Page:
Weirdos of the Universe

September 10, 2015
Colorful red, yellow, blue, and black panorama of a nebula.

Of all the particles that make up our universe, neutrinos rank supreme in the mystery category.

Small enough to sail straight through our bodies—or the Earth—without hitting anything, these “ghosts of the universe” change their character as they travel. Enigmatic as they are, they may hold the key to unraveling the biggest mystery of all: why the infant universe’s rampage of self-destruction spared a tiny shred of matter, which became the planets, stars, and galaxies we know today.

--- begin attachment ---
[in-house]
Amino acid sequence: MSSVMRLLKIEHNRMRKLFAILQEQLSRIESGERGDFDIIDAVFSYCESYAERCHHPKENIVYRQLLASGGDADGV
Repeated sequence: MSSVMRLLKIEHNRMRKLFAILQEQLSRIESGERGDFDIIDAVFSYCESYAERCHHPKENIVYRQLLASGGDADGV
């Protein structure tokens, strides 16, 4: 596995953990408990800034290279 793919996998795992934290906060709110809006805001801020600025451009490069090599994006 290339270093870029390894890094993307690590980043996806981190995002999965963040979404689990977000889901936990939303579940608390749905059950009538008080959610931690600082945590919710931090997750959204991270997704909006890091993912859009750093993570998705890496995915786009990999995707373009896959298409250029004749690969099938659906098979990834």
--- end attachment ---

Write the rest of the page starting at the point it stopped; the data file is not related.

The University of Minnesota spearheads the six-year NOvA project, which involves 208 scientists and engineers from 38 institutions in a search for evidence that neutrinos somehow had a hand in our universe’s narrow scrape with annihilation. The researchers study neutrinos beamed from near Chicago to an underground lab in Ash River, Minnesota, a stone’s throw from the Canadian border.

What emerges from the NOvA data may not only point to a role for neutrinos in the universe’s survival, but could also yield intriguing hints as to the very nature of mass.

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